Who Really Won WWII?

Yay!! I’ve lost 25.6 pounds total so far with 54.4 pounds to go to reach my goal!  My BMI has dropped from 36.9 to 33.1 and my goal is 24.9.

Natural Weight Loss


Who Really Won WWII?

After the war, many IG Farben executives were tried for war crimes.

Only 3 were convicted of slavery and mass murder, but they were released from prison after a few months.

All 3 went back to work leading their businesses, which had unprecedented growth after the war.

The Allies eventually broke IG Farben into 3 companies:  Bayer, BASF, and Hoechst, now known as Sanofi-aventis.

Today the pharmaceutical industry remains entwined with agrichemical businesses, an association perhaps best illustrated by Bayer CropScience, the world’s second-largest agricultural chemical company.

BASF calls itself the world’s leading chemical company and is the largest producer of chemicals in the world today.

Sanofi-aventis is a global pharmaceutical company.

After WWII, American companies acquired the German companies’ trade secrets and began selling those same products to American farmers by using patriotic advertising.

Companies like DuPont, Monsanto, Dow, American Cyanamid, Eli Lilly, and various cigarette manufacturers all were involved in the highly profitable poison business.

Most of these companies knew their products were causing cancer, especially in their employees.

Yet the companies’ leaders actively, intentionally, and repeatedly denied, covered up, and used doubt and ridicule to prevent closer scrutiny or government regulation of their products.

They even set up academic and research institutes to disseminate information giving a favorable view of their businesses to the public.

After all, a great deal of money was at stake.

Americans weren’t fearful or suspicious of chemicals in the aftermath of the war.

Rather, they transferred their pride in our military to chemical agriculture.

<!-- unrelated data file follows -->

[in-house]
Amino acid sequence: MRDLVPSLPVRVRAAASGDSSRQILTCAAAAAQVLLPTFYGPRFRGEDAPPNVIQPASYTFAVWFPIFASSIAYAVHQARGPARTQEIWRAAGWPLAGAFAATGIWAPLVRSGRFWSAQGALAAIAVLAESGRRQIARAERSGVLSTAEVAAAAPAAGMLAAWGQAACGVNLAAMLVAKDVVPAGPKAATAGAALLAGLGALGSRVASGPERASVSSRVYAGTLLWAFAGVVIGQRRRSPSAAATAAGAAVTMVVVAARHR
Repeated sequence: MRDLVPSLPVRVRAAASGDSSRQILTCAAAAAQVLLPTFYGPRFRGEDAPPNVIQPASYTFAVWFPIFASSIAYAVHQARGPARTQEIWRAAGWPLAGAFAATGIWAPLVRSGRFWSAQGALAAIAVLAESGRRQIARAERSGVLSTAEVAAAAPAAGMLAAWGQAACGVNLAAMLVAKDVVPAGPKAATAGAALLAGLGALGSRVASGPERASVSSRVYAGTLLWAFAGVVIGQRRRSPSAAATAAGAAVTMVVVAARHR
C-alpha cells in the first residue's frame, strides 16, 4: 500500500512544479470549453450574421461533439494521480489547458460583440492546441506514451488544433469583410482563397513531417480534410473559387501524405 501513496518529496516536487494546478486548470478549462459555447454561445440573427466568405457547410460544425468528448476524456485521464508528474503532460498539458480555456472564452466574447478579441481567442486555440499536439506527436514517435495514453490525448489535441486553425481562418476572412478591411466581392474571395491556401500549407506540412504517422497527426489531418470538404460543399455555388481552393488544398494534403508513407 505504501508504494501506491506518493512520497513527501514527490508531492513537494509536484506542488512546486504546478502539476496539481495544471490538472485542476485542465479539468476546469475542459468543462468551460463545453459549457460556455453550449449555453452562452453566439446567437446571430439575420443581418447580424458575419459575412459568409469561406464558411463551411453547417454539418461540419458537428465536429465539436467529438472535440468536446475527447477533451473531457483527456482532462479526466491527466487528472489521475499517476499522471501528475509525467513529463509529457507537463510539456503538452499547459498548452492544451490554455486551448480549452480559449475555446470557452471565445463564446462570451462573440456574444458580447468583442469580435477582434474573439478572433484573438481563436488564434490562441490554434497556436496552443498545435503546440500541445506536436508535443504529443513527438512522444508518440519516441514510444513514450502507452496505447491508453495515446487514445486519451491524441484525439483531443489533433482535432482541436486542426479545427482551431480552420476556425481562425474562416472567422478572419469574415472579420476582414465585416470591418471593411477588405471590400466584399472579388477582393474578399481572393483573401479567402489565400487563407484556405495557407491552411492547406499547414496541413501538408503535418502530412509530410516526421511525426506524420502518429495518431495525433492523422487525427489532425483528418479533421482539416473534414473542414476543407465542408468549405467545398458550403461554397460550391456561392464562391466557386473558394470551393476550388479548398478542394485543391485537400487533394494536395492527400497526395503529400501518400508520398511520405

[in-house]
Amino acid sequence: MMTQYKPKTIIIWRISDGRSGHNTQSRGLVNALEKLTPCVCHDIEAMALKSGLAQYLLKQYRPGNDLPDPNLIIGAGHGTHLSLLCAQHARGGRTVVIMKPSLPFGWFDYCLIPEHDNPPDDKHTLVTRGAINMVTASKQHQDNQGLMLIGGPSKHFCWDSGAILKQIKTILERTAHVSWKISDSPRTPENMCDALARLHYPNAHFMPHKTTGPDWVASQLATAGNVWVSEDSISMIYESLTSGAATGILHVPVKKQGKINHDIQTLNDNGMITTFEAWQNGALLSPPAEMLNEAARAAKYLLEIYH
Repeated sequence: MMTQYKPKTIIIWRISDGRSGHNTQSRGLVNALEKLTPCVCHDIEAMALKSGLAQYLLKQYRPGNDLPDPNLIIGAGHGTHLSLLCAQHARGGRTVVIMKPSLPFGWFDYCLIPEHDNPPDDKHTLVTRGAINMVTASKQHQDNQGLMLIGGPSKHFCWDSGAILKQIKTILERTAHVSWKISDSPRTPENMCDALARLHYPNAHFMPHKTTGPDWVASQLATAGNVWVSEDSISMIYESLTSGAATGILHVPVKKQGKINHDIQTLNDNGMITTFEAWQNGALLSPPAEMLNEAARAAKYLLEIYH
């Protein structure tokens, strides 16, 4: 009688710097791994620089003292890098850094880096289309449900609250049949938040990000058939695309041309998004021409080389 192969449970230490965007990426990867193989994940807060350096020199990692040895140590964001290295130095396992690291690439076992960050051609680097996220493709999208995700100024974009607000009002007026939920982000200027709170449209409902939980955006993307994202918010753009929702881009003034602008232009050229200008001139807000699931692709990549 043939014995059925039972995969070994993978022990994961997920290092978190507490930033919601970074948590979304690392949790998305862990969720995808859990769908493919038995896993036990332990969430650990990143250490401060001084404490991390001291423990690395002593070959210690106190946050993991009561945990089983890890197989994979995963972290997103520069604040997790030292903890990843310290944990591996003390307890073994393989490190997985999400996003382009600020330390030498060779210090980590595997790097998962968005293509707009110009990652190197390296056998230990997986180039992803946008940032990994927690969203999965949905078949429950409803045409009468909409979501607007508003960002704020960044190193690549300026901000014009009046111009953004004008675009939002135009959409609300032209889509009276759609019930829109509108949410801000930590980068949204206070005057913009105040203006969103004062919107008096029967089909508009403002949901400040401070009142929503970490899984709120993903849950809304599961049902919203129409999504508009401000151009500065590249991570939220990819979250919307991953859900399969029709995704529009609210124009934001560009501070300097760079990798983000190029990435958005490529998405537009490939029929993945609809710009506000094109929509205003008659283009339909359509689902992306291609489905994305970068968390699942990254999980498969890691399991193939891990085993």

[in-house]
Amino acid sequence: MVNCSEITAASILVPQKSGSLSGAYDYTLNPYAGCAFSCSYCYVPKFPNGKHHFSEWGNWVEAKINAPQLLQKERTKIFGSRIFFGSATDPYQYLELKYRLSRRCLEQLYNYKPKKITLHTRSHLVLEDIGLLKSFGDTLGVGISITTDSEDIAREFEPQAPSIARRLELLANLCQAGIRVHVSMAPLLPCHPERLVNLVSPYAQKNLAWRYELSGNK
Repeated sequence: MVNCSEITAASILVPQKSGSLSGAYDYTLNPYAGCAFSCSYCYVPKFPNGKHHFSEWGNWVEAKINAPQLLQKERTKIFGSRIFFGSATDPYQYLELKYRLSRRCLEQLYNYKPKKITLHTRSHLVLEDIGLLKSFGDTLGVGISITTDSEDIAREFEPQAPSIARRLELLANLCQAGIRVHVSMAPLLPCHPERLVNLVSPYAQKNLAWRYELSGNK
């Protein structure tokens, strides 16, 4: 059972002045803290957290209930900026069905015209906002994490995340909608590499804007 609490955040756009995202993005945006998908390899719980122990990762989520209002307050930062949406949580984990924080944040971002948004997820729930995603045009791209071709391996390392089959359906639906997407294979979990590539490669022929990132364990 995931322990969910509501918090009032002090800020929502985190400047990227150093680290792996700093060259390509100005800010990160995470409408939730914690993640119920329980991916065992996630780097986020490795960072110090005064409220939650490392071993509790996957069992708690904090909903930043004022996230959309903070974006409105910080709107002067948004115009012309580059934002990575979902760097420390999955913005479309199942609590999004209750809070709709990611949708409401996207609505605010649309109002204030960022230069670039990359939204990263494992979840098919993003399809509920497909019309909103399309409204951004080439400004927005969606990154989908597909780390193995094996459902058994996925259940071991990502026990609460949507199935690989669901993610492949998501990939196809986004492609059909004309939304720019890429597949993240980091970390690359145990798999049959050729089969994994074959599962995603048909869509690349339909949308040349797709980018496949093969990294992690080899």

Ironically, what was artificial came to seem “normal,” safe, and conventional.

To a large degree, this thinking remains unchanged today.

Walk into many supermarkets today and you’ll see labels above food that is not organic – that is, food grown with chemicals, often from GMO seeds – calling it “conventional.”

Conventional cherries, conventional corn, conventional whatever.

To most people, the word “conventional” is a nonthreatening term implying safety and adherence to traditional standards.

How has a term meaning time-tested, true and safe come to be used in association with a method of farming that’s anything but?

George Bird, PhD, of Michigan State University, was concerned about synthetic chemical agriculture being called “traditional” agriculture, so he started substituting “conventional.”

How we label things is extremely important to how they’re perceived.

The new buzz phrase Syngenta, Bayer, Dow, DuPont, Cargill, Archer Daniels Midland, and Monsanto use to describe their chemicals and biotech product lines is “crop protection.”

Like conventional, “crop protection” sounds safe, like you have a security force out there guarding your food from invaders.

These companies pervert our language to mislead us.

We fall for it all the time.

Even though organic food activists love to pick on Monsanto, until we address the problem of agricultural chemicals, picking on one company alone will just be a distraction.

However, Monsanto is a good example of how a company – indeed, a whole industry – changes over time to continue to reap profits from very destructive products.

Like Hydra, the mythical beast that sprouts new heads to replace those that Hercules cuts off, chemical companies come back stronger and more dangerous each time.

Even more discouraging, you can see over the years how they keep trying to correct themselves by getting out of bad businesses and into new ones.

Unfortunately, almost all of their businesses are just as bad, if not worse.

Monsanto started producing saccharin in 1901, followed by polychlorinated biphenyls (commonly known as PCBs) and Agent Orange (both are extremely carcinogenic and powerful hormone and endocrine disruptors.)

Then the company developed Roundup in the 1970s, and by the early 1980s it had focused on the development of genetically modified organisms.

In the next decade, it actively promoted its newest biotech invention – bovine growth hormone.

Every single one of the company’s lines of business have wrought disaster, and yet it still survives and thrives.

Come join me on my weight loss journey!  I’d love to have you along!

Have an awesome day!

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If you’d like to read Organic Manifesto, go here Organic Manifesto: How Organic Food Can Heal Our Planet, Feed the World, and Keep Us Safe


Dick and Lenay

email: lenay@dickandlenay.com – 715-431-0657

P.S. If your diet isn’t working for you, join me on my weight loss journey here – http://bit.ly/13lxgzD


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